Did you know that 8 Israeli scientists have won the Nobel Prize during the last 10 years? Documentary filmmaker, Uri Rosenwaks, has created a series of 5 short episodes (each 35 minutes), entitled The Nobelists, that provide personal in-depth portraits and, at the same time, some understanding of the scientific discoveries themselves. These scientists represent varied facets of the Israeli experience -- new immigrant, holocaust survivor, bereaved parent, single parent, and different ends of the political spectrum.
1. Dan Shechtman, from the Technion, was awarded the Nobel Prize in chemistry for his "discovery of quasi-crystals which created a new cross-disciplinary branch of science." Shechtman talks about how chance brought him to discover these crystals and how he had to persevere when there was such a negative response to his discovery, both in Israel and abroad, until his discovery finally received global acceptance. Recently, he ran for president of Israel and had some support among the general population, but in the Knesset, where the president is chosen, surprisingly he received almost no support.
2. Robert Aumann, from the Hebrew University, won the 2005 prize in economics for his work in Game Theory.
3. Avram Hershko, Aaron Ciechanover and Irwin Rose won the 2004 prize in chemistry for their discovery of a system for the controlled breakdown of protein in cells.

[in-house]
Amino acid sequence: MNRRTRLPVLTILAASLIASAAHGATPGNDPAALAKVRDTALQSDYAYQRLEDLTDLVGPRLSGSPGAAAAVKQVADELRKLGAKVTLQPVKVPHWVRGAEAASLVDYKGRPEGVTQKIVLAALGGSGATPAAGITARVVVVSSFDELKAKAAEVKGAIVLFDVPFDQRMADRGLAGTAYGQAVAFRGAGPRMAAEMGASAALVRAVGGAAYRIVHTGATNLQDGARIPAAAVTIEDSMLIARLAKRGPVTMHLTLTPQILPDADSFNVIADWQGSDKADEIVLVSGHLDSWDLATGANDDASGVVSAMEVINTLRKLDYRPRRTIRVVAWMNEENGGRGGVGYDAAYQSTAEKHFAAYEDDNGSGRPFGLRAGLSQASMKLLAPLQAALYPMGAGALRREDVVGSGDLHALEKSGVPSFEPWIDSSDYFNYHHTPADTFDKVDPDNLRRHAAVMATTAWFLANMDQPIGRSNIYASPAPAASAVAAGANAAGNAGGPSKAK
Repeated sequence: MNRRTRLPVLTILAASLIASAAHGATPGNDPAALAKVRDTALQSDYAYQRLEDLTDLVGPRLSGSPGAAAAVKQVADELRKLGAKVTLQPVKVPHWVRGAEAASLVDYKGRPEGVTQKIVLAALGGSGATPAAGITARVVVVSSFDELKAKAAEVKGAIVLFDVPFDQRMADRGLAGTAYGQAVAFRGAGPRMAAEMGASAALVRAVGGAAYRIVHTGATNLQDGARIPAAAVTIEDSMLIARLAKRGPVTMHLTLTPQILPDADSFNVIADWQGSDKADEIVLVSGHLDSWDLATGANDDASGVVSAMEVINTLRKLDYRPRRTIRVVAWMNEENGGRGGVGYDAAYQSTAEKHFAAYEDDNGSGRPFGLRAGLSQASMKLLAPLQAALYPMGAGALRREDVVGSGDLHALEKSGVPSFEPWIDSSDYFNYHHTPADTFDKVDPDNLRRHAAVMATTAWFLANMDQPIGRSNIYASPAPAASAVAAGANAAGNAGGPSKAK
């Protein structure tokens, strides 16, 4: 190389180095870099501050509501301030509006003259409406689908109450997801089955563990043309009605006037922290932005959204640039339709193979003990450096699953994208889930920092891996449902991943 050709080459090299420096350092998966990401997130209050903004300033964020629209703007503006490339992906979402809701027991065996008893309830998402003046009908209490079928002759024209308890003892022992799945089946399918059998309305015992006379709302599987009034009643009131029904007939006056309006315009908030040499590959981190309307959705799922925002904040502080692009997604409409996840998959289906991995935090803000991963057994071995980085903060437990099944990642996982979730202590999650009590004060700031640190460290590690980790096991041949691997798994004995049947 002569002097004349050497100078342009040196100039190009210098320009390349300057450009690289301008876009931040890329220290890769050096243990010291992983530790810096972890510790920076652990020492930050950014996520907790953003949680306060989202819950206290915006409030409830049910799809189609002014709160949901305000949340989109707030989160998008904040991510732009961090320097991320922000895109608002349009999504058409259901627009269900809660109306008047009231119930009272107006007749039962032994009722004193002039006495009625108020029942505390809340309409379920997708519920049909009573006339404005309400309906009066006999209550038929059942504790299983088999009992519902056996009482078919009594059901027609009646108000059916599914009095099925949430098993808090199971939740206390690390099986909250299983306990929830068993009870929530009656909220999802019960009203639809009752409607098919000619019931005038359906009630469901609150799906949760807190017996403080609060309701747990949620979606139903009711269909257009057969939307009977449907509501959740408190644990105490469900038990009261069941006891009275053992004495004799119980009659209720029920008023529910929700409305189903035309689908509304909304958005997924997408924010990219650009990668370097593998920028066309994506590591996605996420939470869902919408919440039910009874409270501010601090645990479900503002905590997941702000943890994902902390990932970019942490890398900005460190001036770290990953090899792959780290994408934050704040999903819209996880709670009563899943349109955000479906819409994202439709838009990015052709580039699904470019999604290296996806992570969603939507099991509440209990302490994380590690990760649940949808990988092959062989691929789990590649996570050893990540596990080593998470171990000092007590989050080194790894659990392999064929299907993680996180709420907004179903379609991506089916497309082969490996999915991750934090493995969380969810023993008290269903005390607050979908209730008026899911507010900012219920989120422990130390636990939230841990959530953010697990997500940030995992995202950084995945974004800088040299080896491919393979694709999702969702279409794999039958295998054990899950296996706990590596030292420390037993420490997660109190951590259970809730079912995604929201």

4. Daniel Kahneman was awarded the 2002 prize in behavioral science economics for his research into how and why people make illogical choices. I found this episode to be the most fascinating probably because I have more understanding of psychology than I do of chemistry. Prof. Kahneman explains that people are often willing to take a very unreasonable risk of a much greater loss in order to avoid a sure loss. This has far-reaching applications in understanding economics (such as the stock market) and international trade.
5. Michael Levitt, Arieh Warshel and Martin Karplus received the 2013 prize in chemistry for the development of multi-scale models for complex chemical systems.
This fascinating and in-depth series is available from RuthDiskin Films.